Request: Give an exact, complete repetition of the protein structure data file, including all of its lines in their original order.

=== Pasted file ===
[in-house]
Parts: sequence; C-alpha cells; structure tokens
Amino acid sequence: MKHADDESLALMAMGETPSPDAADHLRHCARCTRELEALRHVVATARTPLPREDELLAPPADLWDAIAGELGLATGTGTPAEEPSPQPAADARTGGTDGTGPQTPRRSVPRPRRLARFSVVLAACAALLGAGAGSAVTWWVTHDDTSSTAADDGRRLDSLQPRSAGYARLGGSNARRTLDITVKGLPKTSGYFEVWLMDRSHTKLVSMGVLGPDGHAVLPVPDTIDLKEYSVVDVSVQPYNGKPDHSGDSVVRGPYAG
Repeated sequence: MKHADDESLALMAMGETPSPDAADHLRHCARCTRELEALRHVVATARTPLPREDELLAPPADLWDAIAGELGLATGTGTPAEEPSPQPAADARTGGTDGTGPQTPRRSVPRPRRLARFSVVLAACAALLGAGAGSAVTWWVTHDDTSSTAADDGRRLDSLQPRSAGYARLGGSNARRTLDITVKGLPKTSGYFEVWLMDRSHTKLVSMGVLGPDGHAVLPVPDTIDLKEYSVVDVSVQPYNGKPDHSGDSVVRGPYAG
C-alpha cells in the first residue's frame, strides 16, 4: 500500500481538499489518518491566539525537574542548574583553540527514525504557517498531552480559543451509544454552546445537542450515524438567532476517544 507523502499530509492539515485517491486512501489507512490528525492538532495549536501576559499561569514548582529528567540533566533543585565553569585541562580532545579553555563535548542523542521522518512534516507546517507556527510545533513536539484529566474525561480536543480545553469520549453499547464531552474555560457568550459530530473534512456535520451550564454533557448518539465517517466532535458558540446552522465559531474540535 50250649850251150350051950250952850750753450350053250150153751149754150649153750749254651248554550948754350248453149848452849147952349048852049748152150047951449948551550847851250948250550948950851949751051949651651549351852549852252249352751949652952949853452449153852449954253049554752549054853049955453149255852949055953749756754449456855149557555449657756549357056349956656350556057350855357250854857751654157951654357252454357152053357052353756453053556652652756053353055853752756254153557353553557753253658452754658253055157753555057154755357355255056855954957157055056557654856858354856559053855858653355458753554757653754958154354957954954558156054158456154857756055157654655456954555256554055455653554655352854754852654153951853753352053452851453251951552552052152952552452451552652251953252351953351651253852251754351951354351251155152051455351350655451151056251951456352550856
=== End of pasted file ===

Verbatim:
[in-house]
Parts: sequence; C-alpha cells; structure tokens
Amino acid sequence: MKHADDESLALMAMGETPSPDAADHLRHCARCTRELEALRHVVATARTPLPREDELLAPPADLWDAIAGELGLATGTGTPAEEPSPQPAADARTGGTDGTGPQTPRRSVPRPRRLARFSVVLAACAALLGAGAGSAVTWWVTHDDTSSTAADDGRRLDSLQPRSAGYARLGGSNARRTLDITVKGLPKTSGYFEVWLMDRSHTKLVSMGVLGPDGHAVLPVPDTIDLKEYSVVDVSVQPYNGKPDHSGDSVVRGPYAG
Repeated sequence: MKHADDESLALMAMGETPSPDAADHLRHCARCTRELEALRHVVATARTPLPREDELLAPPADLWDAIAGELGLATGTGTPAEEPSPQPAADARTGGTDGTGPQTPRRSVPRPRRLARFSVVLAACAALLGAGAGSAVTWWVTHDDTSSTAADDGRRLDSLQPRSAGYARLGGSNARRTLDITVKGLPKTSGYFEVWLMDRSHTKLVSMGVLGPDGHAVLPVPDTIDLKEYSVVDVSVQPYNGKPDHSGDSVVRGPYAG
C-alpha cells in the first residue's frame, strides 16, 4: 500500500481538499489518518491566539525537574542548574583553540527514525504557517498531552480559543451509544454552546445537542450515524438567532476517544 507523502499530509492539515485517491486512501489507512490528525492538532495549536501576559499561569514548582529528567540533566533543585565553569585541562580532545579553555563535548542523542521522518512534516507546517507556527510545533513536539484529566474525561480536543480545553469520549453499547464531552474555560457568550459530530473534512456535520451550564454533557448518539465517517466532535458558540446552522465559531474540535 50250649850251150350051950250952850750753450350053250150153751149754150649153750749254651248554550948754350248453149848452849147952349048852049748152150047951449948551550847851250948250550948950851949751051949651651549351852549852252249352751949652952949853452449153852449954253049554752549054853049955453149255852949055953749756754449456855149557555449657756549357056349956656350556057350855357250854857751654157951654357252454357152053357052353756453053556652652756053353055853752756254153557353553557753253658452754658253055157753555057154755357355255056855954957157055056557654856858354856559053855858653355458753554757653754958154354957954954558156054158456154857756055157654655456954555256554055455653554655352854754852654153951853753352053452851453251951552552052152952552452451552652251953252351953351651253852251754351951354351251155152051455351350655451151056251951456352550856